In the United Kingdom, it is generally held that an organisation holding a 'controlling stake' in a company (a holding of over 51% of the stock) is in effect the de facto parent company of the firm, having overriding material influence over the held company's operations, even if no formal full takeover has been enacted. Once a full takeover or purchase is enacted, the held company is seen to have ceased to operate as an independent entity but to have become a tending subsidiary of the purchasing company, which, in turn, becomes the parent company of the subsidiary. (A holding below 50% could be sufficient to give a parent company material influence if they are the largest individual shareholder or if they are placed in control of the running of the operation by non-operational shareholders.)

Company law

In the United Kingdom, the term "Holding Company" is defined by the at section 1159. It defines a Holding Company as a Company that holds a majority of the voting rights in another company, OR is a member of another company and has the right to appoint or remove a majority of its board of directors, OR is a member of another company and controls alone, pursuant to an agreement with other members, a majority of the voting rights in that company.

United States


After the , many U.S. investment banks converted to holding companies. According to the 's (FFIEC) website, , , , , and were the five largest bank holding companies in the finance sector, as of 31 December 2013, based on total assets.


The in the United States caused many energy companies to divest their subsidiary businesses. Between 1938 and 1958 the number of holding companies declined from 216 to 18. passed in 2005 removed the 1935 requirements, and has led to mergers and holding company formation among power marketing and power brokering companies.


In US , many major s have purchased smaller broadcasters outright, but have not changed the s to reflect this, resulting in stations that are (for example) still licensed to and , effectively making them such as subsidiary companies of their owner . This is sometimes done on a per- basis. For example, in both and later are licensed to "WNNX LiCo, Inc." (LiCo meaning "license company"), both owned by (which was later sold to ). In determining s to prevent excessive , all of these are to the parent company, as are s, as a matter of .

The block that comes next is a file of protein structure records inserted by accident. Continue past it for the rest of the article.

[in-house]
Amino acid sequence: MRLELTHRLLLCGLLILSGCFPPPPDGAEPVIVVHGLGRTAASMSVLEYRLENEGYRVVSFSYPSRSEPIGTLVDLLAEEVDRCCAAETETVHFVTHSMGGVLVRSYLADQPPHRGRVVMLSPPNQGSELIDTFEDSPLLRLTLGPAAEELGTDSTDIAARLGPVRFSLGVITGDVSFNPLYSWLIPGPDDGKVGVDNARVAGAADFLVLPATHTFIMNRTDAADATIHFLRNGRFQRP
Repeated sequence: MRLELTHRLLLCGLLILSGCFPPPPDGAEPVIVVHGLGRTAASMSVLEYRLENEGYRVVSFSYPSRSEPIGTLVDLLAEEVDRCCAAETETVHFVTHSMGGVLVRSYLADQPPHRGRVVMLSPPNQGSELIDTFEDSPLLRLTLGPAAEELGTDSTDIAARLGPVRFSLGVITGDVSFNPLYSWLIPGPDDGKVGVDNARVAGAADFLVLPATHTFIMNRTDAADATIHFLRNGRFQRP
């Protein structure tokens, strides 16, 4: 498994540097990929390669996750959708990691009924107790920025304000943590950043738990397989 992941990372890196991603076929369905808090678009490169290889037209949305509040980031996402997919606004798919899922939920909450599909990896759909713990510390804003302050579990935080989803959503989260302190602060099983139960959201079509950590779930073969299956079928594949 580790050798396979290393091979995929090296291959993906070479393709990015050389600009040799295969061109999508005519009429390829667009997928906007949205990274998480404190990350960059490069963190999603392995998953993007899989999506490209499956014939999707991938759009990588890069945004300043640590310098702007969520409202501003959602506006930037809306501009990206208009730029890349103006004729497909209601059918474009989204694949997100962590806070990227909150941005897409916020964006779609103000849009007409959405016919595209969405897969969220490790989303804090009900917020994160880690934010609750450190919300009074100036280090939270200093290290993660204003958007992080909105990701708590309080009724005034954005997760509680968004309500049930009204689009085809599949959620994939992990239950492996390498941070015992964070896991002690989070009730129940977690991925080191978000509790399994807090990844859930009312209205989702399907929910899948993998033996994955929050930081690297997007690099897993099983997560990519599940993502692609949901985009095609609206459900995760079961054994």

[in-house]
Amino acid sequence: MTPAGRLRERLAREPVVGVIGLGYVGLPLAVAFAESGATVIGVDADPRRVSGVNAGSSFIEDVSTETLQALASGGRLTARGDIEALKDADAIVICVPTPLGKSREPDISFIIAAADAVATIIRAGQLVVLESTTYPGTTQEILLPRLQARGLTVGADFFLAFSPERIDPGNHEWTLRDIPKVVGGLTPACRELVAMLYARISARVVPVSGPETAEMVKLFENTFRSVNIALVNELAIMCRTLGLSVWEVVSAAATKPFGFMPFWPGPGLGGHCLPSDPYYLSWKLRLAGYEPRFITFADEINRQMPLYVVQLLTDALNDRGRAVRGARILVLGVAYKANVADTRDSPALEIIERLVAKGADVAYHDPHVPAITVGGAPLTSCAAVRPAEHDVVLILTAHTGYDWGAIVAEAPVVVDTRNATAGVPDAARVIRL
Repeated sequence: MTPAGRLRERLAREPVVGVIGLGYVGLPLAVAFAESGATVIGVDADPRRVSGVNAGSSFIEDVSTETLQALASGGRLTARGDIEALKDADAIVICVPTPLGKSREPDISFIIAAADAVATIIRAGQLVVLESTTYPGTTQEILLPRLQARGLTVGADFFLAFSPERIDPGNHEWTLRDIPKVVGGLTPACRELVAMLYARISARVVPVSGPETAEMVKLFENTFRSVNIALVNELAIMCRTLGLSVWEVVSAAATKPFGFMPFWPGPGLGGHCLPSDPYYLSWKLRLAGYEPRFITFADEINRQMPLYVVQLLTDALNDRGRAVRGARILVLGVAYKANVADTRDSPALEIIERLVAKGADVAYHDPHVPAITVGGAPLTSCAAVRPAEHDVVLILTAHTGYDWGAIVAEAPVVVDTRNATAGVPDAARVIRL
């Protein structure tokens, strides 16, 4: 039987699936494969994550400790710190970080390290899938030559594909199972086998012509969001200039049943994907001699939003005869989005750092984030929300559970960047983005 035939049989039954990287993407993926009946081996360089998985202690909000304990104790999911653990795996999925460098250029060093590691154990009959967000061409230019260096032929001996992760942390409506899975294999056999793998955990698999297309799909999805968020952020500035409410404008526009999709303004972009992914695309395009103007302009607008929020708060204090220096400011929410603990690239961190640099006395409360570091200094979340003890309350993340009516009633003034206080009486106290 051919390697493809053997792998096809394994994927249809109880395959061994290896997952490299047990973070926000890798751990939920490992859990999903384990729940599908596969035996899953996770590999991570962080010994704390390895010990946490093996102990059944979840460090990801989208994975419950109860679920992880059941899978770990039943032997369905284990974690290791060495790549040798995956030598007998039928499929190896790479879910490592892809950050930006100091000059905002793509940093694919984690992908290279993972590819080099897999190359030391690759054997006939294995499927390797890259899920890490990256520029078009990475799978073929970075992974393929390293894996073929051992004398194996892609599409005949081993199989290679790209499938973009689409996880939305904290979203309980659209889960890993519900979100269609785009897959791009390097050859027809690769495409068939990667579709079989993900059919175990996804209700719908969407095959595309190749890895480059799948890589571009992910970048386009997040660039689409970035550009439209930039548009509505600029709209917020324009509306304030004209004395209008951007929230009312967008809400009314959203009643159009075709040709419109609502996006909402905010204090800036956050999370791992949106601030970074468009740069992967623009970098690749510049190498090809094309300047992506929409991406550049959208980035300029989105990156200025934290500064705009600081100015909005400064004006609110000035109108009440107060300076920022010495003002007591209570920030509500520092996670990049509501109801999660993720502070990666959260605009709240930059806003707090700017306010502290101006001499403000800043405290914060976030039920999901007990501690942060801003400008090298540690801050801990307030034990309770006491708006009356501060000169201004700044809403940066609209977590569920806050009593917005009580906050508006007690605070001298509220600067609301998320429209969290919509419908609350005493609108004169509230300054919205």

Personal holding company

In the United States, a personal holding company is defined in section 542 of the . A corporation is a personal holding company if both of the following requirements are met: * Gross income test: At least 60% of the corporation's adjusted ordinary gross income is from dividends, interest, rent, and royalties. * Stock ownership test: More than 50% in value of the corporation's outstanding stock is owned by five or fewer individuals.

Parent company

A parent company is a that owns 51% or more in another firm (or ) to control management and operations by influencing or electing its . The second company is deemed to be a ''subsidiary of the parent company. The definition of a parent company differs from to jurisdiction, with the definition'' normally being defined by way of in that jurisdiction. When an existing company establishes a new company and keeps majority shares with itself, and invites other companies to buy minority shares, it is called a parent company. A parent company could simply be a company that wholly owns another company, which is then known as a "".

See also

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External links

Emergence of Electrical Utilities in America
at Smithsonian Institution's {{DEFAULTSORT:Holding Company Types of business entity